Caucasian

Analysis of the Caucasian participants in four studies [11, 12, 14, 15] gave results similar to those obtained with the total population (Table 2).

Subgroup analysis by histological subtype of ovarian cancer

The first subtype analysis was based on three studies with 922 cases and 718 controls [11, 13, 15]. Meta-analysis showed that individuals with the C allele had significantly reduced risk of endometrioid/clear cell ovarian cancer (OR = 0.54, 95% CI 0.42-0.70, P < 0.001). At the same time, the homozygous CC genotype significantly increased the risk of mucinous ovarian cancer relative to the TT genotype (OR = 23.53, 95% CI 9.40-58.93, P < 0.001). Significant associations were not detected for comparisons of other genotypes and cancer subtypes (Table 3).
Table 3

Association between the Tyr113His mEH polymorphism and risk of ovarian cancer of different histological subtypes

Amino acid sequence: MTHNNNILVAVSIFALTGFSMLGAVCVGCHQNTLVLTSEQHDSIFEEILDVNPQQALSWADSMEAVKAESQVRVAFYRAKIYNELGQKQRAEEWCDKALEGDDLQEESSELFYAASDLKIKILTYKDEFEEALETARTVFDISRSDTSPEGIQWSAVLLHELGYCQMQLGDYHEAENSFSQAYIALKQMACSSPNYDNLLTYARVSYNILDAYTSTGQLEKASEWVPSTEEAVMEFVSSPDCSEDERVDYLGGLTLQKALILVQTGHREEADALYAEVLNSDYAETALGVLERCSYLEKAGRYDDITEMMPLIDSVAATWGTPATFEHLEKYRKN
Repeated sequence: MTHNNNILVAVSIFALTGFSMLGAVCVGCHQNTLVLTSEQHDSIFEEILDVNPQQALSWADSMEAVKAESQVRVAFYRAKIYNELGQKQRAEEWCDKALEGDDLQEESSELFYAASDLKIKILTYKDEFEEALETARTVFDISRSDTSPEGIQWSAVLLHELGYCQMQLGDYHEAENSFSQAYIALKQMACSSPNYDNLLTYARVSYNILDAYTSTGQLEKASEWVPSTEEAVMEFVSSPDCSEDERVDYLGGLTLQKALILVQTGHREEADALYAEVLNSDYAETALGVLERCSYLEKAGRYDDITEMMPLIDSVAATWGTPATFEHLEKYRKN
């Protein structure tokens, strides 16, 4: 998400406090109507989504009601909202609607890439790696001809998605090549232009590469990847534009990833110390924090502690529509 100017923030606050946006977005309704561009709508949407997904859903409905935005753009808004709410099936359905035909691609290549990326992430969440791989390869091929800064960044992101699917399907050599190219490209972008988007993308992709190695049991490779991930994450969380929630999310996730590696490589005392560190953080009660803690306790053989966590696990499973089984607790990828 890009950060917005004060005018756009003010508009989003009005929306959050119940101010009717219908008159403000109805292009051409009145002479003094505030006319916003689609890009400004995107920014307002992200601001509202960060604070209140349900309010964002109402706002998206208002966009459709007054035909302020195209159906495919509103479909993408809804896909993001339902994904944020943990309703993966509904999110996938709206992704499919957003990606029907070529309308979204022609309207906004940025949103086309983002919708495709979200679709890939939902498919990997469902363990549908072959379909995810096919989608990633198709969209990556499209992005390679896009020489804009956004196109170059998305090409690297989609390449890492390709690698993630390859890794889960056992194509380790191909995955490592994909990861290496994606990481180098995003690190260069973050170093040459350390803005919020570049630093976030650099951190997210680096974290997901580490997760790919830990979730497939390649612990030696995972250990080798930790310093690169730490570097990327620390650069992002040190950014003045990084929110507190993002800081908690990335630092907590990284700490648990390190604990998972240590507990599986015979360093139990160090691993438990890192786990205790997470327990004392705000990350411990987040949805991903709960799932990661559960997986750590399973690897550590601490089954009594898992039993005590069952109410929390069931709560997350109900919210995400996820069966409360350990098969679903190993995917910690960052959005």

Genotype comparison

OR [95% CI]

Z (P value)

Heterogeneity of study design

Analysis model

χ 2

df (P value)

I 2

Serous (441 cases, 718 controls)

C-allele vs. T-allele

0.87 [0.72, 1.06]

1.39 (0.16)

4.25

2 (0.12)

53%

Fixed

CC vs. TT

0.89 [0.60, 1.33]

0.56 (0.58)

1.85

2 (0.40)

0%

Fixed

CC vs. TT + TC

0.85 [0.59, 1.23]

0.87 (0.38)

1.13

2 (0.57)

0%

Fixed

TT vs. CC + TC

0.99 [0.78, 1.27]

0.06 (0.95)

1.09

2 (0.58)

0%

Fixed

Endometrioid and clear cell (212 cases, 718 controls)

C-allele vs. T-allele

0.54 [0.42, 0.70]

4.67 (<0.001)

0.30

2 (0.86)

0%

Fixed

CC vs. TT

1.30 [0.56, 3.01]

0.62 (0.54)

7.36

2 (0.03)

73%

Random

CC vs. TT + TC

1.33 [0.65, 2.73]

0.78 (0.43)

6.26

2 (0.04)

68%

Random

TT vs. CC + TC

0.88 [0.65, 1.20]

0.78 (0.43)

4.03

2 (0.13)

50%

Fixed

Mucinous (70 cases, 544 controls)

C-allele vs. T-allele